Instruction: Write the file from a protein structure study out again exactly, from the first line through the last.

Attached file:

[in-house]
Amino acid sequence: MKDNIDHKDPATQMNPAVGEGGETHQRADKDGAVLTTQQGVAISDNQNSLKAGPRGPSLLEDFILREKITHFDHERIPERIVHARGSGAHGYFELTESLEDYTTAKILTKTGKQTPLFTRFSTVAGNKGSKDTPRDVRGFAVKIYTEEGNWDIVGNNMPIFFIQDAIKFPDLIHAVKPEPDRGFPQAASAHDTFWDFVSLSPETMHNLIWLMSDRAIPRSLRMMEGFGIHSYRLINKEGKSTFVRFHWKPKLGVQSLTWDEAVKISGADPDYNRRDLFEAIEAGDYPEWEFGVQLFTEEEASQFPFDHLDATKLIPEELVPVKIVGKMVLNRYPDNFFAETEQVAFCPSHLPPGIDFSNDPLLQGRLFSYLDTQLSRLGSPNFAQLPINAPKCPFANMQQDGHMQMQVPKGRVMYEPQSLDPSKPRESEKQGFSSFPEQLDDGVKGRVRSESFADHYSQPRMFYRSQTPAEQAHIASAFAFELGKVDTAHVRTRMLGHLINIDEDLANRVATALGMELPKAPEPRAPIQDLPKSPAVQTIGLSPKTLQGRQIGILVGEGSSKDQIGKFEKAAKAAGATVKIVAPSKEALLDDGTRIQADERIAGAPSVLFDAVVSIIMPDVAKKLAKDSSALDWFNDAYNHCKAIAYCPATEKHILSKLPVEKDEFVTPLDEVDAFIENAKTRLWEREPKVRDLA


[in-house]
Amino acid sequence: MKDNIDHKDPATQMNPAVGEGGETHQRADKDGAVLTTQQGVAISDNQNSLKAGPRGPSLLEDFILREKITHFDHERIPERIVHARGSGAHGYFELTESLEDYTTAKILTKTGKQTPLFTRFSTVAGNKGSKDTPRDVRGFAVKIYTEEGNWDIVGNNMPIFFIQDAIKFPDLIHAVKPEPDRGFPQAASAHDTFWDFVSLSPETMHNLIWLMSDRAIPRSLRMMEGFGIHSYRLINKEGKSTFVRFHWKPKLGVQSLTWDEAVKISGADPDYNRRDLFEAIEAGDYPEWEFGVQLFTEEEASQFPFDHLDATKLIPEELVPVKIVGKMVLNRYPDNFFAETEQVAFCPSHLPPGIDFSNDPLLQGRLFSYLDTQLSRLGSPNFAQLPINAPKCPFANMQQDGHMQMQVPKGRVMYEPQSLDPSKPRESEKQGFSSFPEQLDDGVKGRVRSESFADHYSQPRMFYRSQTPAEQAHIASAFAFELGKVDTAHVRTRMLGHLINIDEDLANRVATALGMELPKAPEPRAPIQDLPKSPAVQTIGLSPKTLQGRQIGILVGEGSSKDQIGKFEKAAKAAGATVKIVAPSKEALLDDGTRIQADERIAGAPSVLFDAVVSIIMPDVAKKLAKDSSALDWFNDAYNHCKAIAYCPATEKHILSKLPVEKDEFVTPLDEVDAFIENAKTRLWEREPKVRDLA